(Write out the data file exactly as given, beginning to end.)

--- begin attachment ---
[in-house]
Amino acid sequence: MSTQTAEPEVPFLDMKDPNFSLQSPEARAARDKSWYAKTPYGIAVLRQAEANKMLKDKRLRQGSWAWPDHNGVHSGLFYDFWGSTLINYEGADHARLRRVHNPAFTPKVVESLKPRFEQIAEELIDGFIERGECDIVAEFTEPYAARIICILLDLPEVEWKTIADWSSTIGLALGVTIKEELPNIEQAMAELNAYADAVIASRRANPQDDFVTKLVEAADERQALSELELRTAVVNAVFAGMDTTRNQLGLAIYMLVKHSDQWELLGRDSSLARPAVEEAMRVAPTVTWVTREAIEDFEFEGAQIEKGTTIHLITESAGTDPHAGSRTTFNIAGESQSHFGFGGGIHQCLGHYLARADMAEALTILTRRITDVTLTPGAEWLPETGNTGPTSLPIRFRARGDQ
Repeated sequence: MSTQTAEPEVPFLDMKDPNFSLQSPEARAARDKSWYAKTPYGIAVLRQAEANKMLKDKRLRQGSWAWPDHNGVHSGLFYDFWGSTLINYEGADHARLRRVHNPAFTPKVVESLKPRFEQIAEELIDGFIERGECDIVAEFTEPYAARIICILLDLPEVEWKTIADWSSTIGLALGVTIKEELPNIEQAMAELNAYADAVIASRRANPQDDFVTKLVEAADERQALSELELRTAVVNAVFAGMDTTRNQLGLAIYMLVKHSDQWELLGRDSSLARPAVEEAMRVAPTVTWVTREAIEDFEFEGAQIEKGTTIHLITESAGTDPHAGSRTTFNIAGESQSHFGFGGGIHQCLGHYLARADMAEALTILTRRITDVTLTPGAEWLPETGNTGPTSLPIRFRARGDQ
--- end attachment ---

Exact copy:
[in-house]
Amino acid sequence: MSTQTAEPEVPFLDMKDPNFSLQSPEARAARDKSWYAKTPYGIAVLRQAEANKMLKDKRLRQGSWAWPDHNGVHSGLFYDFWGSTLINYEGADHARLRRVHNPAFTPKVVESLKPRFEQIAEELIDGFIERGECDIVAEFTEPYAARIICILLDLPEVEWKTIADWSSTIGLALGVTIKEELPNIEQAMAELNAYADAVIASRRANPQDDFVTKLVEAADERQALSELELRTAVVNAVFAGMDTTRNQLGLAIYMLVKHSDQWELLGRDSSLARPAVEEAMRVAPTVTWVTREAIEDFEFEGAQIEKGTTIHLITESAGTDPHAGSRTTFNIAGESQSHFGFGGGIHQCLGHYLARADMAEALTILTRRITDVTLTPGAEWLPETGNTGPTSLPIRFRARGDQ
Repeated sequence: MSTQTAEPEVPFLDMKDPNFSLQSPEARAARDKSWYAKTPYGIAVLRQAEANKMLKDKRLRQGSWAWPDHNGVHSGLFYDFWGSTLINYEGADHARLRRVHNPAFTPKVVESLKPRFEQIAEELIDGFIERGECDIVAEFTEPYAARIICILLDLPEVEWKTIADWSSTIGLALGVTIKEELPNIEQAMAELNAYADAVIASRRANPQDDFVTKLVEAADERQALSELELRTAVVNAVFAGMDTTRNQLGLAIYMLVKHSDQWELLGRDSSLARPAVEEAMRVAPTVTWVTREAIEDFEFEGAQIEKGTTIHLITESAGTDPHAGSRTTFNIAGESQSHFGFGGGIHQCLGHYLARADMAEALTILTRRITDVTLTPGAEWLPETGNTGPTSLPIRFRARGDQ